So you have booked your first driving lesson? You will probably be nervous for the first lesson and maybe some lessons after, your instructor will expect this and will try to put you at ease. You are about to start to learn a new skill plus meet someone new to you so all the nerves are natural, they should get easier as the lesson/s progress.
Don't forget you will need to take both parts of your driving licence with you as your instructor will have to take your details off this for legal reasons.
On your first lesson and maybe two or three lessons after, your instructor will drive you from home and drive you back again, he or she will want to start the lesson at a more suitable location, (nursery routes, away from busy traffic).
They will use this time driving you to the nursery route to get to know you a little and give some demonstration (talk through) on how to use the mirrors and some of the controls.
At some point either at the intended destination or on the way they will ask you to read a number plate to check your eyesight, you should be able to read a number plate from a distance of 20.5 metres.
Once this is done they will ask you for your licence and take some detail off this, they will probably ask you some questions about if you have driven before and so on, this can help them pitch their instruction at the correct level.
Getting to know the controls and cockpit drill.
Having got into the driving seat you will now be told how to do the cockpit drill which you will need to do every time you get in the car, this is setting your seat in a position that is safe and comfortable to drive, then you will put on your seat belt and set all your mirrors so that you have good vision behind you.
You will have to pull the seat forward so that you can press the clutch pedal to the floor comfortably, usually will have a slight bend in knee. Then you will need to set the back part of the seat so that with your hands in a ten to two or quarter to three position you have a slight bend in your elbows and can steer the wheel comfortably. Next adjust the head restraint so that it provides the best protection to prevent whiplash should you be involved in an accident, this is adjusted so that eyes and ears are in line with the middle of the head restraint and flat to the head.
Adjusting the mirrors
Start by adjusting the interior mirror, (this is the one that is attached to the window screen in the middle), thumb on the bottom of the frame and finger on the top of the frame so not to put smudgy fingerprints on the glass, adjust the mirror so as to frame the rear window, you should be able to use this mirror without having to move your head to much or not at all, just an eye movement from your normal seating position.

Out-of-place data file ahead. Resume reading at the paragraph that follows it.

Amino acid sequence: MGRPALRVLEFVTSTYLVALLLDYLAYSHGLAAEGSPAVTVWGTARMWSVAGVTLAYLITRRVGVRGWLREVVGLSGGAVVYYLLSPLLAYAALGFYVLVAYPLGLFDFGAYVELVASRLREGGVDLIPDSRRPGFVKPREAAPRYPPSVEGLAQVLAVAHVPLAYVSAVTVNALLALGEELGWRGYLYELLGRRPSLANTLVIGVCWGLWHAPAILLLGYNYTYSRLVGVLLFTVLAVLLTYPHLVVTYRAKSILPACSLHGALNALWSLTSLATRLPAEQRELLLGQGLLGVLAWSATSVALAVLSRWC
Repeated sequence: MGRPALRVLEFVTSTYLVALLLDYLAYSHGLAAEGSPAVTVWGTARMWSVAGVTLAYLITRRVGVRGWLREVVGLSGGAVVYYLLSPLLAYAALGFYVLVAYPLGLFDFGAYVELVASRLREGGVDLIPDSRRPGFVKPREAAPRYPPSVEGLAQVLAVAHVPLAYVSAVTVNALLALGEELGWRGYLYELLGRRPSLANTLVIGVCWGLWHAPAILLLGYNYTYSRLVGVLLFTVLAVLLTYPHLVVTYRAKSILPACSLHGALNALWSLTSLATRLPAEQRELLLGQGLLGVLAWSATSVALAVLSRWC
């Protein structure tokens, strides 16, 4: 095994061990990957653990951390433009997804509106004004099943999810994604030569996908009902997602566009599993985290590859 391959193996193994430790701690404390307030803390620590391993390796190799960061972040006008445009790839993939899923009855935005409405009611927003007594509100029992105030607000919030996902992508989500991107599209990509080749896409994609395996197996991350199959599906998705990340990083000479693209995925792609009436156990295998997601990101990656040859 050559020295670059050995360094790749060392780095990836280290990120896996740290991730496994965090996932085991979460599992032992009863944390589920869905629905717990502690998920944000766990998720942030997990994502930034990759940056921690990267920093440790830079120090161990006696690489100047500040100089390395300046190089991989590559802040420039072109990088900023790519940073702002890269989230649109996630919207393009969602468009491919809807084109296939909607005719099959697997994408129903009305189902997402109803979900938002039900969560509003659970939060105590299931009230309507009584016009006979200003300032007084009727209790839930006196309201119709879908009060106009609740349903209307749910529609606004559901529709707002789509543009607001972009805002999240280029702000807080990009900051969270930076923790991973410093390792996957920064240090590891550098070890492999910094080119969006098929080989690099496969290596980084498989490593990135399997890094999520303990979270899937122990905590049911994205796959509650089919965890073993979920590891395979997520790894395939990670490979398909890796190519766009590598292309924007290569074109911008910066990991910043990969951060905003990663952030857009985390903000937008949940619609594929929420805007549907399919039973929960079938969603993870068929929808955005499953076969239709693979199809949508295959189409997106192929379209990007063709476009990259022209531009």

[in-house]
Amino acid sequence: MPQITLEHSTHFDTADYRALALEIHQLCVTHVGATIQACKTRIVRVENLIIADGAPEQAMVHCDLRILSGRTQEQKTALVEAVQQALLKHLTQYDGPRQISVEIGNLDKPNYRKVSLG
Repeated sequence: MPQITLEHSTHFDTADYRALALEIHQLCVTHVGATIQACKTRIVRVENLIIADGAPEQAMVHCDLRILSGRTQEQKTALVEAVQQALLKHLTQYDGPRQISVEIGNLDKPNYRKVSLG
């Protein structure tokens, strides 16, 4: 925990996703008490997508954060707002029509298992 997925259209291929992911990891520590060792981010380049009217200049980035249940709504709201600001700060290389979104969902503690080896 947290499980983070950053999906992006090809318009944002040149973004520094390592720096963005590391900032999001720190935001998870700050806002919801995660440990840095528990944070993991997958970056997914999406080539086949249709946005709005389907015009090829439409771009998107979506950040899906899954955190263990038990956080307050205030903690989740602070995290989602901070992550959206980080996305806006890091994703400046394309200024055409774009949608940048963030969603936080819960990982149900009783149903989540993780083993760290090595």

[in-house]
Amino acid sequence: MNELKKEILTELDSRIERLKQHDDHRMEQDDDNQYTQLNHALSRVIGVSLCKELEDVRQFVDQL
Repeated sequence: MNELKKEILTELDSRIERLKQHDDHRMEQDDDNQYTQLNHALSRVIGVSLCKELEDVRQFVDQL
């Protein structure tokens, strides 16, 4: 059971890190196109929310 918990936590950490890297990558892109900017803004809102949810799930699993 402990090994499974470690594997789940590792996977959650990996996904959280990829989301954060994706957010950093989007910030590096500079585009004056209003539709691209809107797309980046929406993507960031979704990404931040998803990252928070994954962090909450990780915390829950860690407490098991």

Adjust the door mirrors so that you can see a small portion of your vehicle on the inside of the mirror and road meets the horizon across the centre of the mirror. Some door mirrors will have a toggle to adjust them and some will be electric, with the toggle move up and down to get the position that you want, with the electric mirrors it is usually a button that toggles in all directions, again adjust this to get the correct view.
Interior mirrors are usually made of flat glass so as to give a view to the rear as it a actually is, you can judge speed and distance with this mirror so this is the one you base most of decisions on. Door mirrors can be made of convex glass, this would make things appear further away but gives you a wider field of view, so always use a combination of door and interior mirror to get the full picture.
Some door mirrors have split glass, one portion might cover the blind spot area and the other for the normal position, you will still need to use blind spot checks though.
So now all the mirrors are adjusted as required you should have a good view behind your vehicle, the next step will be to put your seat belt on.
Now it's time to put your seat belt on, it is a legal requirement unless you have medical reasons not to wear it, you would need an exemption certificate from your Doctor for this. When putting the seat belt on make sure there are no twists in your belt otherwise this could cause you more injury should you have an accident, (the twist in the belt will act like a knot and do more damage as there will be more pressure on your body where it is twisted).
Make sure the fastener part of the belt as clicked fully into place, when taking your belt off feed it back to it's normal position, in other words don't just let go where it wants, you might trap part of it in the door and over time this will damage your belt.
Your instructor will now start to cover the controls. Firstly with the pedals down by your feet, from right to left you will have the accelerator on the far right, in the middle the brake pedal and on the left you have the clutch, some people remember them to start with as; A, B, C, from right to left.
The right foot controls this pedal, you will only need to apply light pressure to use this control, the more pressure you apply the faster the engine goes as it increases the flow of fuel to the engine.
(tip) To start with when you are finding the biting point just apply enough pressure to get a lively hum.
Again it's the right foot that operates this pedal, start with light pressure and gradually increase the pressure to bring the car to a halt, if the vehicle slows too much too soon ease off the pedal.
(tip) To make a smooth stop, ease off the pedal a little just before the car stops.